Monday, October 5, 2020


 Hi all,

Here are the opening pages of BLOOD DIVIDED. Enjoy! 

Tala sat on the edge of the bed in the royal chambers, the king’s hand tightly squeezed in hers. An early morning breeze blew in from an open window and scattered her yellow-green hair across her face, but she left it where it lay. She did not move—hardly blinked. Tala’s heart, like her limbs, felt as heavy as stone.

The best healers in Kel Tora rushed about the room like buzzing honeybees. All the while, herbalists and apothecaries mixed ingredients into medicines they promised would help but hadn’t. Not yet.

Now in his late fifties, King Ethan Essex did not appear his age, in fact, Tala felt he looked as well-built as the day they wed.

On good days, he stood tall and sturdy, his chest filled with pride and confidence. But today was not a good day. Today, the king wheezed and moaned.

Tala did not need the humans to tell her his condition had worsened. She was an elf, in tune with nature, and she could smell it: the king, her husband, was dying.

“His skin is on fire…” she said to one of the nurses who dashed off to fetch another cold towel in response.

“The summit is a week away,” the senior advisor, a man equal to the king’s age said, as he approached. “Kel Tora needs him healthy. All of Illyia needs him healthy.”

“And I told you he needed rest. Give him rest, and he will be fine.”


Tala sneered, as a sour taste invaded her mouth. The mere mention of the kingdom that revolted and denied allegiance to her king heated her blood. “Every time he hears of Joa’ta’s growing treachery, he falls ill. Someone should take the baroness’s head…I should take the baroness’s head.”

“Not since the Great War—”

“The Great War,” Tala sighed, “Ethan fought in and survived the Great War.”

“We all did.”

Tala shook her head, albeit minimally. “Not all.”

“My apologies,” he said with a bow. “Poor choice of words.”

“So…so long ago…” Tala reflected as she gazed reverently at the unconscious king. “You were named King of Illyia. The human monarchies met and chose you over all others. Only you were strong enough, mind and body, to rule in such chaos, and you ruled…rule us wisely.”

“Justly.” The senior advisor added.

“Has there ever been a kinder and fairer king in all of your human histories?” Tala asked.

The king rolled his head to the side; Tala could see his eyes aflutter under his eyelids. She clenched her other hand on his shoulder. “Fight this, Ethan. You are needed. Only you.”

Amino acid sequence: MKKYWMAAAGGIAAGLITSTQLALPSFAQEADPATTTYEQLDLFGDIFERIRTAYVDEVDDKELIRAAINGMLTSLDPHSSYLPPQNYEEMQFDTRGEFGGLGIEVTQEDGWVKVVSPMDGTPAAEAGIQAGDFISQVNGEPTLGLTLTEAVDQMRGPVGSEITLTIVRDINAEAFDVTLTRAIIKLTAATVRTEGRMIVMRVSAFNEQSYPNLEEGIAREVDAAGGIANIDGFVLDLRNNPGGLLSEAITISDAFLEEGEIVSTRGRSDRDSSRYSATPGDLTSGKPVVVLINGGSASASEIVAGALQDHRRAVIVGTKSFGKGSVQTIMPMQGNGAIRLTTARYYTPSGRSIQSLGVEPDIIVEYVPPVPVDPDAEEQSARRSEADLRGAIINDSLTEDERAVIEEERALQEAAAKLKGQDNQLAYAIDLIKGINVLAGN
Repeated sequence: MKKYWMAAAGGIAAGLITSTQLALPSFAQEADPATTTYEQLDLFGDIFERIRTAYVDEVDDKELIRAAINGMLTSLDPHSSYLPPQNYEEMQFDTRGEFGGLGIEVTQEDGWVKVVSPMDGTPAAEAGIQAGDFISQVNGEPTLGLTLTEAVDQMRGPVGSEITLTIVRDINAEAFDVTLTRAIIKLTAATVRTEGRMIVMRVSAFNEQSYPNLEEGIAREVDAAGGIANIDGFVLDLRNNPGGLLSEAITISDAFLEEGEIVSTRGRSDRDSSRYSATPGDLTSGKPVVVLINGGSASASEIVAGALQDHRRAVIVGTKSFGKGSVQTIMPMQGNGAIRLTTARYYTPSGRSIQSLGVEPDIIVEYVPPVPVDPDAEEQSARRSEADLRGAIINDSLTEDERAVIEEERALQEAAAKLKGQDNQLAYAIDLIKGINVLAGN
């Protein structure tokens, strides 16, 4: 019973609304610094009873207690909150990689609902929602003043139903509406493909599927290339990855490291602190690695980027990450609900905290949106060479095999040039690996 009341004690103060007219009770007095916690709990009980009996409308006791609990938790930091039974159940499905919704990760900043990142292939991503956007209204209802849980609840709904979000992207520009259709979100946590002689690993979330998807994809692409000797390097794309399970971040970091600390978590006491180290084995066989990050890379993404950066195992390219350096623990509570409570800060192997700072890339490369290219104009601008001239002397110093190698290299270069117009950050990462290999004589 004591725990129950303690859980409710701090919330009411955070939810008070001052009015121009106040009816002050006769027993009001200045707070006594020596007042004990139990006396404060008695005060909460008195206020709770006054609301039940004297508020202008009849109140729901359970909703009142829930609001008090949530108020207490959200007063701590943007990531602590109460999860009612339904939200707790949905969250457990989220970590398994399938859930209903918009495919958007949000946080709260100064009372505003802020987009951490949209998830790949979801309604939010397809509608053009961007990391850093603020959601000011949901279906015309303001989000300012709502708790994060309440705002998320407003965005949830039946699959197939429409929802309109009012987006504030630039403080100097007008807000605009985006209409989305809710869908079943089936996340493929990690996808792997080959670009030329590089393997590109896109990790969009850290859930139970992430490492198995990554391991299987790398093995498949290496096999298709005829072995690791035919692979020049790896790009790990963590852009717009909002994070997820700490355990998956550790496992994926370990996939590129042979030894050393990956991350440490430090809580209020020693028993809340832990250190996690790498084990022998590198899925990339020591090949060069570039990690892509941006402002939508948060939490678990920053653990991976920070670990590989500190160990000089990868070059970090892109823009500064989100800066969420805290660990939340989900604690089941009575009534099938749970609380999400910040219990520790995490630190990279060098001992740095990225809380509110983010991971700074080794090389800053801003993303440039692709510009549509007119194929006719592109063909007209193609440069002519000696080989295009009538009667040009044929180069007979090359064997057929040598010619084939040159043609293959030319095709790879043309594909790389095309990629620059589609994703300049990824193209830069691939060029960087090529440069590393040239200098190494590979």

“What will you tell the prince and—?”

Tala did not want to hear the remainder of this advisor’s question. “I don’t know!” she snapped.

A moment of silence passed, during which all Tala heard was the king’s breathing overlapped by the anxious whispers of the healers.

“What exactly were you discussing when he…when he collapsed?”

“Plans. You know our laws. You know I-I cannot discuss the kingdom’s plans with you in detail.”

Tala closed her eyes and caged a shout that quickly built in her throat. She watched as the senior advisor crossed his arms and could tell by his stance—his eyes—that he held back his words too.

“Tala,” the king coughed as he woke.

“Yes, my lord,” she said with a warm smile. “I’m here. I am here with you. Your healers, your advisor, your guards, we’re all here with you.”

“My son?”

“Doing his duty to Kel Tora and the rest of Illyia, as always.”

King Essex rubbed his eyes and then turned his full attention to the senior advisor. “The riders? Our scouts?”

The advisor glanced briefly at Tala before he answered. “We should be seeing their return soon.”

“Good.” He haggardly sat up. “It gives me just enough time.”

“To what?” Tala asked. “You need to rest.”

When the king moved his legs over the side of the bed, it forced Tala to stand. “If there’s to be a future for my son and daughter, for all the sons and daughters, then Illyia needs me.”

“My lord, you need—” one of the healers spoke up.

“Parchment, quill and ink,” he said. “Some water, too, please. And let the people of Kel Tora know their guardian wishes to speak with them tonight.”

When he stood, Tala could not believe her eyes. He looked, if only for a moment, as strong as the day she met him.

“What will you say?” she asked, deeply intrigued.
     He straightened himself a moment before he answered. “The First Day is less than a week away; I want everyone to treat it as they have in the past. I want them to celebrate the future. I want them to know that everything will be okay. To trust in the strength of Illyia, Kel Tora, her people, and—”

“And you, her king.”

King Ethan Essex nodded. “Yes, and me.”



Kevin James Breaux

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